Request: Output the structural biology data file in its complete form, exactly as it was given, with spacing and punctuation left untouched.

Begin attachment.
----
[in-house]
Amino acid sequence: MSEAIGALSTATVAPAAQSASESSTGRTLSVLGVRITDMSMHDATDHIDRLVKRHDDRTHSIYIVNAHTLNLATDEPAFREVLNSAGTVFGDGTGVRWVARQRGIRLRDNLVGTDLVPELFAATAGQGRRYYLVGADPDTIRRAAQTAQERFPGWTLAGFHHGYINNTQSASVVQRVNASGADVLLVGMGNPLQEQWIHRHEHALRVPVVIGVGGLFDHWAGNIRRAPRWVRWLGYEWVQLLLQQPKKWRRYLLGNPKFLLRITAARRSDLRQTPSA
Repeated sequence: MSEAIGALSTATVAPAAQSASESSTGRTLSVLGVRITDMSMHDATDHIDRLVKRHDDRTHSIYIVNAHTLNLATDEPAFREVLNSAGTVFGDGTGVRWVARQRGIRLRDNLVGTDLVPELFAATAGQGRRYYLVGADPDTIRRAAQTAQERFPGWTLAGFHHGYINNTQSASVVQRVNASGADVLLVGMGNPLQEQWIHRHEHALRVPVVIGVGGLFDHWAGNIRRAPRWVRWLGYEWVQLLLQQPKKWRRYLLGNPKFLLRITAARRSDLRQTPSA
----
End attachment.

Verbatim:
[in-house]
Amino acid sequence: MSEAIGALSTATVAPAAQSASESSTGRTLSVLGVRITDMSMHDATDHIDRLVKRHDDRTHSIYIVNAHTLNLATDEPAFREVLNSAGTVFGDGTGVRWVARQRGIRLRDNLVGTDLVPELFAATAGQGRRYYLVGADPDTIRRAAQTAQERFPGWTLAGFHHGYINNTQSASVVQRVNASGADVLLVGMGNPLQEQWIHRHEHALRVPVVIGVGGLFDHWAGNIRRAPRWVRWLGYEWVQLLLQQPKKWRRYLLGNPKFLLRITAARRSDLRQTPSA
Repeated sequence: MSEAIGALSTATVAPAAQSASESSTGRTLSVLGVRITDMSMHDATDHIDRLVKRHDDRTHSIYIVNAHTLNLATDEPAFREVLNSAGTVFGDGTGVRWVARQRGIRLRDNLVGTDLVPELFAATAGQGRRYYLVGADPDTIRRAAQTAQERFPGWTLAGFHHGYINNTQSASVVQRVNASGADVLLVGMGNPLQEQWIHRHEHALRVPVVIGVGGLFDHWAGNIRRAPRWVRWLGYEWVQLLLQQPKKWRRYLLGNPKFLLRITAARRSDLRQTPSA